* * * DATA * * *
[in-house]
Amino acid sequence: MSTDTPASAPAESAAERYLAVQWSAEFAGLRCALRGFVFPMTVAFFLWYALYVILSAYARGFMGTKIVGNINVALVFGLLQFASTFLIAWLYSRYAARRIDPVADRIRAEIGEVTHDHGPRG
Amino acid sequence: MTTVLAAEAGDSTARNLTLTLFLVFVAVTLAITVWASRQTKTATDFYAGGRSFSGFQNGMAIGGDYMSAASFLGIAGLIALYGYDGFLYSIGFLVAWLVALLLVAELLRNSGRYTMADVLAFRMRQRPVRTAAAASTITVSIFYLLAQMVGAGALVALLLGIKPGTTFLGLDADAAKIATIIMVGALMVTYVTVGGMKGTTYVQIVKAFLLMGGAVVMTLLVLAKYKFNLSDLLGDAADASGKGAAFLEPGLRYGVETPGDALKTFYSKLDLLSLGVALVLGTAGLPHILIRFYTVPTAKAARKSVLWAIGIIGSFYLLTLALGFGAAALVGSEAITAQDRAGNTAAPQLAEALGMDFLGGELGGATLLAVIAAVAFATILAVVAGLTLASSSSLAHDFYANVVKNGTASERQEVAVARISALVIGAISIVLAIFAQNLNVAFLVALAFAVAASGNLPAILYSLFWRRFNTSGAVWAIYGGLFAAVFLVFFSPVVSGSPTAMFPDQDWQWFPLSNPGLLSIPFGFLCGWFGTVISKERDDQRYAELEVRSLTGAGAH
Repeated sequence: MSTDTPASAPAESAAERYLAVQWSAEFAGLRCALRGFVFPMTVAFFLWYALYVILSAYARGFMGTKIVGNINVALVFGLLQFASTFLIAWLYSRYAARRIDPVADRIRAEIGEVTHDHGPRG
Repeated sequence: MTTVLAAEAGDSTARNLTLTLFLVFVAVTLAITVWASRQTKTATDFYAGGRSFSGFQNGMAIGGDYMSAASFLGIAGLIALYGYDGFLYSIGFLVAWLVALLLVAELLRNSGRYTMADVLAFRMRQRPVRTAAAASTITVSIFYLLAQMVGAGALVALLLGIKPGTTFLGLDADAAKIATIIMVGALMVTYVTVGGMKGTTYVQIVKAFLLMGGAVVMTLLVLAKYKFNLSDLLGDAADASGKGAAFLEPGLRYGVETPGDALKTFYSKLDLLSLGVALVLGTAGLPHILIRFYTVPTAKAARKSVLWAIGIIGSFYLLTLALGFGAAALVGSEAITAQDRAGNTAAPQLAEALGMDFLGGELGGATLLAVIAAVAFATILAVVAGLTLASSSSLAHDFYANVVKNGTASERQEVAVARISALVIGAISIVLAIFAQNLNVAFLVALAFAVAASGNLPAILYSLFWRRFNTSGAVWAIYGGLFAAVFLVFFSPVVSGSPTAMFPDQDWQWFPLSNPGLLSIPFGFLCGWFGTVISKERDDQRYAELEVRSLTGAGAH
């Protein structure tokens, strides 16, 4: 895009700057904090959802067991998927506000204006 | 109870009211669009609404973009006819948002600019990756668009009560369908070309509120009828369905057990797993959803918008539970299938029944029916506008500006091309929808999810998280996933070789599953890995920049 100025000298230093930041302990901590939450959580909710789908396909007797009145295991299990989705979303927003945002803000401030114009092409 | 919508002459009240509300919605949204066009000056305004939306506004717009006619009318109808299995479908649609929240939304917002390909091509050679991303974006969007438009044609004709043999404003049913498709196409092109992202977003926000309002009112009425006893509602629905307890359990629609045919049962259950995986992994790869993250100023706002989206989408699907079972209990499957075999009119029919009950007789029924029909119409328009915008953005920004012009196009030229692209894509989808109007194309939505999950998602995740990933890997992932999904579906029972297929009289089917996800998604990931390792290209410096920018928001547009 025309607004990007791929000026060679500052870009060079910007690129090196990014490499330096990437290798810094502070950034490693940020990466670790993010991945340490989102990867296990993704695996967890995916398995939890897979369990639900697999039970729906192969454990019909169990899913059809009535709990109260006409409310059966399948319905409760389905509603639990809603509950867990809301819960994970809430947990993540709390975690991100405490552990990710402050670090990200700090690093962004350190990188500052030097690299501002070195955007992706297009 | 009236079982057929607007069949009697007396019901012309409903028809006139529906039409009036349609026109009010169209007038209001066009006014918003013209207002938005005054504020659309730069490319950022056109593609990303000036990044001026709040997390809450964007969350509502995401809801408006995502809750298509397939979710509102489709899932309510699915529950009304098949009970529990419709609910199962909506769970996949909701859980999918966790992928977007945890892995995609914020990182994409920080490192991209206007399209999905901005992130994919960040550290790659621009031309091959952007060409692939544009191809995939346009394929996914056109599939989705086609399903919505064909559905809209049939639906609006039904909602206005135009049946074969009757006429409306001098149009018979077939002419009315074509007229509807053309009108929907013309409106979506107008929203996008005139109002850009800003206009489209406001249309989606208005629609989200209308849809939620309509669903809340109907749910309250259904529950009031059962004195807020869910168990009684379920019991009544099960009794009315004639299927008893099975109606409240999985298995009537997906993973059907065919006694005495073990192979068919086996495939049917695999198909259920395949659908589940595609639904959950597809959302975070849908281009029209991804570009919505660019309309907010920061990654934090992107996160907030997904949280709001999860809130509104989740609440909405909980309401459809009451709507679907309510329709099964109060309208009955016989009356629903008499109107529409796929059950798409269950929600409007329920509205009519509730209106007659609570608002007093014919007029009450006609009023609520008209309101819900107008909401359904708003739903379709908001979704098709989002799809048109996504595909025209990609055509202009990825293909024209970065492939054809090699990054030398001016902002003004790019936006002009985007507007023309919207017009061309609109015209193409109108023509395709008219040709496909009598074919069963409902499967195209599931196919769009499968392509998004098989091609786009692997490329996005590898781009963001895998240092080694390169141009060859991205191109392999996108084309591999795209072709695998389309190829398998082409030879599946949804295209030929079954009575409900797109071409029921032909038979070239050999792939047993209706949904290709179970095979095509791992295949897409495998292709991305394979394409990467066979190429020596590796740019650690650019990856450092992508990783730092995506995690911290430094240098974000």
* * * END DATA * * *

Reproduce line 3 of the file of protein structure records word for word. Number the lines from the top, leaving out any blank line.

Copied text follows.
Amino acid sequence: MTTVLAAEAGDSTARNLTLTLFLVFVAVTLAITVWASRQTKTATDFYAGGRSFSGFQNGMAIGGDYMSAASFLGIAGLIALYGYDGFLYSIGFLVAWLVALLLVAELLRNSGRYTMADVLAFRMRQRPVRTAAAASTITVSIFYLLAQMVGAGALVALLLGIKPGTTFLGLDADAAKIATIIMVGALMVTYVTVGGMKGTTYVQIVKAFLLMGGAVVMTLLVLAKYKFNLSDLLGDAADASGKGAAFLEPGLRYGVETPGDALKTFYSKLDLLSLGVALVLGTAGLPHILIRFYTVPTAKAARKSVLWAIGIIGSFYLLTLALGFGAAALVGSEAITAQDRAGNTAAPQLAEALGMDFLGGELGGATLLAVIAAVAFATILAVVAGLTLASSSSLAHDFYANVVKNGTASERQEVAVARISALVIGAISIVLAIFAQNLNVAFLVALAFAVAASGNLPAILYSLFWRRFNTSGAVWAIYGGLFAAVFLVFFSPVVSGSPTAMFPDQDWQWFPLSNPGLLSIPFGFLCGWFGTVISKERDDQRYAELEVRSLTGAGAH